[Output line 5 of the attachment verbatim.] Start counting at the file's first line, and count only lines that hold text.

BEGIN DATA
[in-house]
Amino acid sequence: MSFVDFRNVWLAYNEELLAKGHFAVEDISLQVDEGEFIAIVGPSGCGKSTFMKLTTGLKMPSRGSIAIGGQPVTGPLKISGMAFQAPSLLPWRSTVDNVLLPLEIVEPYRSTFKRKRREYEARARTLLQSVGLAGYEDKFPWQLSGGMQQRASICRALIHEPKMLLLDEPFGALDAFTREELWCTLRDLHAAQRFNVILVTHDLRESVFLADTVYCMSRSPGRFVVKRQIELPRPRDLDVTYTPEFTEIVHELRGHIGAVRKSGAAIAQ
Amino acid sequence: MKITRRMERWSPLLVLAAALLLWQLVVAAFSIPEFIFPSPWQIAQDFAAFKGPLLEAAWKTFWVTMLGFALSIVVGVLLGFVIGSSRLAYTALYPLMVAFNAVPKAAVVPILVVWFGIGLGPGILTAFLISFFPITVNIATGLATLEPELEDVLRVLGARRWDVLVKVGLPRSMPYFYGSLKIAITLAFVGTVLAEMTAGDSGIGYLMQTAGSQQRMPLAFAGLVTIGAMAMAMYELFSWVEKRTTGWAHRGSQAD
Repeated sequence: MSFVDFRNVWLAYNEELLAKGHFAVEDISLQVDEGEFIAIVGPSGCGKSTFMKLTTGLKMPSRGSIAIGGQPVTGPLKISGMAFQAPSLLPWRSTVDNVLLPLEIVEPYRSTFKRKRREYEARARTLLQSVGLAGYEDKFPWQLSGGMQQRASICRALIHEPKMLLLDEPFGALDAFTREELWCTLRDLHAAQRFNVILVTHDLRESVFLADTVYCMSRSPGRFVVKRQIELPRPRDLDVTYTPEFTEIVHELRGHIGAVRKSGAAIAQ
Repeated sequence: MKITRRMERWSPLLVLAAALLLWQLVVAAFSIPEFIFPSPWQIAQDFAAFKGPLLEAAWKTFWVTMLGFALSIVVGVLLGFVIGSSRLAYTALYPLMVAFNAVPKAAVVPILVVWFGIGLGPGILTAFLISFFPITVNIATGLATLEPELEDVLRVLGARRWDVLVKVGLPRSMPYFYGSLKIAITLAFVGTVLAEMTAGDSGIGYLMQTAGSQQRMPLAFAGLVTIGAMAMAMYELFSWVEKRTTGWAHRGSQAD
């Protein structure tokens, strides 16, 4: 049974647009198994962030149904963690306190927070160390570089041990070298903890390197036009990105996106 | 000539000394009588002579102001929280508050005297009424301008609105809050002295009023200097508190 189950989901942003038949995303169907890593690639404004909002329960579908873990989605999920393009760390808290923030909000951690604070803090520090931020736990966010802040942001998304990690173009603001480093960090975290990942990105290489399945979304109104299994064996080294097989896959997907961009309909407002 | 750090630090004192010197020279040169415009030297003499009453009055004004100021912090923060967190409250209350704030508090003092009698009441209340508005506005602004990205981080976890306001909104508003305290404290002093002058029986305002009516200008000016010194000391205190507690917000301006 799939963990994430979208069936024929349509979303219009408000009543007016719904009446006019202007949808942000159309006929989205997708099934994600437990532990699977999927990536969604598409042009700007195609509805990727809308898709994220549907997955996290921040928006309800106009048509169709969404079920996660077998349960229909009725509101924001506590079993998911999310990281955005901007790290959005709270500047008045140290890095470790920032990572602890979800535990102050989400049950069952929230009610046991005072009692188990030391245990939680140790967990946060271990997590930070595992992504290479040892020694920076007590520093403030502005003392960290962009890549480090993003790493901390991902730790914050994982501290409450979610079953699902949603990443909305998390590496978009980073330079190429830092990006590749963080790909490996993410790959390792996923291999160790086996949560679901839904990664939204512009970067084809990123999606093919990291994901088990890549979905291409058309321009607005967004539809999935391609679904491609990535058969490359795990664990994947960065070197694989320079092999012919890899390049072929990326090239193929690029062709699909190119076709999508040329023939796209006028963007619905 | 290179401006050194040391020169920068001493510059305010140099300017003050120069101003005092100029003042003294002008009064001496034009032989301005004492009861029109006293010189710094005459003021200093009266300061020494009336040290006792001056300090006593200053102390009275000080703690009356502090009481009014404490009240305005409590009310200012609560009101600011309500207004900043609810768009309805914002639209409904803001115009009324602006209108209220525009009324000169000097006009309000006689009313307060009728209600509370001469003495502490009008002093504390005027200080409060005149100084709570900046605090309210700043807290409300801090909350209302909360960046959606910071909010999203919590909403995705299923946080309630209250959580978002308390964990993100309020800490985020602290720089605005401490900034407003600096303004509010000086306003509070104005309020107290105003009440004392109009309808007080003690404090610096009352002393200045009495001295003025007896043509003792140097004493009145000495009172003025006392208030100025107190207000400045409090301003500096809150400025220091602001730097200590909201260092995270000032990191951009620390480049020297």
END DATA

Repeated sequence: MKITRRMERWSPLLVLAAALLLWQLVVAAFSIPEFIFPSPWQIAQDFAAFKGPLLEAAWKTFWVTMLGFALSIVVGVLLGFVIGSSRLAYTALYPLMVAFNAVPKAAVVPILVVWFGIGLGPGILTAFLISFFPITVNIATGLATLEPELEDVLRVLGARRWDVLVKVGLPRSMPYFYGSLKIAITLAFVGTVLAEMTAGDSGIGYLMQTAGSQQRMPLAFAGLVTIGAMAMAMYELFSWVEKRTTGWAHRGSQAD